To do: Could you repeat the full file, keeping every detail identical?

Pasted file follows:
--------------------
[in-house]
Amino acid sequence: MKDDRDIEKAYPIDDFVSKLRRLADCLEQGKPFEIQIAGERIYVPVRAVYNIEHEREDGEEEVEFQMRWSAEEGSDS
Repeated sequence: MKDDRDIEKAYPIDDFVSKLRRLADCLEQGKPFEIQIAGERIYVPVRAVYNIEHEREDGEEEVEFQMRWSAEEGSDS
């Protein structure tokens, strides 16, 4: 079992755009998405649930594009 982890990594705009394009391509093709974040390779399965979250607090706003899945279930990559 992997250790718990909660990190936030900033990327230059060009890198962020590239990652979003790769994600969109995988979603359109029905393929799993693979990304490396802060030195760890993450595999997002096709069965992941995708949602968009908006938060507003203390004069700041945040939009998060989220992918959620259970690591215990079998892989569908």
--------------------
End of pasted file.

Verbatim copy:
[in-house]
Amino acid sequence: MKDDRDIEKAYPIDDFVSKLRRLADCLEQGKPFEIQIAGERIYVPVRAVYNIEHEREDGEEEVEFQMRWSAEEGSDS
Repeated sequence: MKDDRDIEKAYPIDDFVSKLRRLADCLEQGKPFEIQIAGERIYVPVRAVYNIEHEREDGEEEVEFQMRWSAEEGSDS
């Protein structure tokens, strides 16, 4: 079992755009998405649930594009 982890990594705009394009391509093709974040390779399965979250607090706003899945279930990559 992997250790718990909660990190936030900033990327230059060009890198962020590239990652979003790769994600969109995988979603359109029905393929799993693979990304490396802060030195760890993450595999997002096709069965992941995708949602968009908006938060507003203390004069700041945040939009998060989220992918959620259970690591215990079998892989569908």